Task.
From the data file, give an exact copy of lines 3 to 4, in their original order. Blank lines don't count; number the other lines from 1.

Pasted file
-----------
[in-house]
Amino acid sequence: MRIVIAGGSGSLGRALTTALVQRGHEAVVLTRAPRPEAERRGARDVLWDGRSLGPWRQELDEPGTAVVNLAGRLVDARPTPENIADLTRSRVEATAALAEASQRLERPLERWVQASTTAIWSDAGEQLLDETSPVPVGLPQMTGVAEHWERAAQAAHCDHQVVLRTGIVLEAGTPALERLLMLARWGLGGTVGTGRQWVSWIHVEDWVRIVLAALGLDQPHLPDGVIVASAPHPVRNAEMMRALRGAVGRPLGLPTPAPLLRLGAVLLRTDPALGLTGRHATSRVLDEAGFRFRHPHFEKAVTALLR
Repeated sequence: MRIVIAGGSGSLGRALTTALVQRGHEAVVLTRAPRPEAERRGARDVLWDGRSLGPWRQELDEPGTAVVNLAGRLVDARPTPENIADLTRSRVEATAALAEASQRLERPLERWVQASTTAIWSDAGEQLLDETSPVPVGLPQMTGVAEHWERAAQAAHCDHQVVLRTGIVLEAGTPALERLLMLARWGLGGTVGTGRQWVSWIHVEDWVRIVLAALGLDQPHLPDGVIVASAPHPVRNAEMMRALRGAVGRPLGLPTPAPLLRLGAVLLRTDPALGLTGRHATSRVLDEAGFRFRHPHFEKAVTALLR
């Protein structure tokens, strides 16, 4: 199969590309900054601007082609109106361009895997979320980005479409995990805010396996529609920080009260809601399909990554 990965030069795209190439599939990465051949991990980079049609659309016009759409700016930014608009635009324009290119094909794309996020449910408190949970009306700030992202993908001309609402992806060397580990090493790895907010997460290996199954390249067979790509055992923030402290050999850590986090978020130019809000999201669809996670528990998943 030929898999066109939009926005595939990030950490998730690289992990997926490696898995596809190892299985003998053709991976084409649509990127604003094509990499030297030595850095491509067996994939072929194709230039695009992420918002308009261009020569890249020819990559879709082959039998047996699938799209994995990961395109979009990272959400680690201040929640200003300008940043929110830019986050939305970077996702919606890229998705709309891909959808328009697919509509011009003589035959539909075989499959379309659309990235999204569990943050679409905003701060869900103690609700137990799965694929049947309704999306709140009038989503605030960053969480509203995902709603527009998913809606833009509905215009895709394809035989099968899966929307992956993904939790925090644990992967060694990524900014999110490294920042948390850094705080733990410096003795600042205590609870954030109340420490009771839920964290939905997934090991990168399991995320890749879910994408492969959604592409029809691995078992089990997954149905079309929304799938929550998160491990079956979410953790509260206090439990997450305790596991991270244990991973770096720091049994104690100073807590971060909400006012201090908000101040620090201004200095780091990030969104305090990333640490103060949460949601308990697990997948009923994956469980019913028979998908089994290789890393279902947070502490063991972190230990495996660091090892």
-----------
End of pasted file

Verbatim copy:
Repeated sequence: MRIVIAGGSGSLGRALTTALVQRGHEAVVLTRAPRPEAERRGARDVLWDGRSLGPWRQELDEPGTAVVNLAGRLVDARPTPENIADLTRSRVEATAALAEASQRLERPLERWVQASTTAIWSDAGEQLLDETSPVPVGLPQMTGVAEHWERAAQAAHCDHQVVLRTGIVLEAGTPALERLLMLARWGLGGTVGTGRQWVSWIHVEDWVRIVLAALGLDQPHLPDGVIVASAPHPVRNAEMMRALRGAVGRPLGLPTPAPLLRLGAVLLRTDPALGLTGRHATSRVLDEAGFRFRHPHFEKAVTALLR
């Protein structure tokens, strides 16, 4: 199969590309900054601007082609109106361009895997979320980005479409995990805010396996529609920080009260809601399909990554 990965030069795209190439599939990465051949991990980079049609659309016009759409700016930014608009635009324009290119094909794309996020449910408190949970009306700030992202993908001309609402992806060397580990090493790895907010997460290996199954390249067979790509055992923030402290050999850590986090978020130019809000999201669809996670528990998943 030929898999066109939009926005595939990030950490998730690289992990997926490696898995596809190892299985003998053709991976084409649509990127604003094509990499030297030595850095491509067996994939072929194709230039695009992420918002308009261009020569890249020819990559879709082959039998047996699938799209994995990961395109979009990272959400680690201040929640200003300008940043929110830019986050939305970077996702919606890229998705709309891909959808328009697919509509011009003589035959539909075989499959379309659309990235999204569990943050679409905003701060869900103690609700137990799965694929049947309704999306709140009038989503605030960053969480509203995902709603527009998913809606833009509905215009895709394809035989099968899966929307992956993904939790925090644990992967060694990524900014999110490294920042948390850094705080733990410096003795600042205590609870954030109340420490009771839920964290939905997934090991990168399991995320890749879910994408492969959604592409029809691995078992089990997954149905079309929304799938929550998160491990079956979410953790509260206090439990997450305790596991991270244990991973770096720091049994104690100073807590971060909400006012201090908000101040620090201004200095780091990030969104305090990333640490103060949460949601308990697990997948009923994956469980019913028979998908089994290789890393279902947070502490063991972190230990495996660091090892």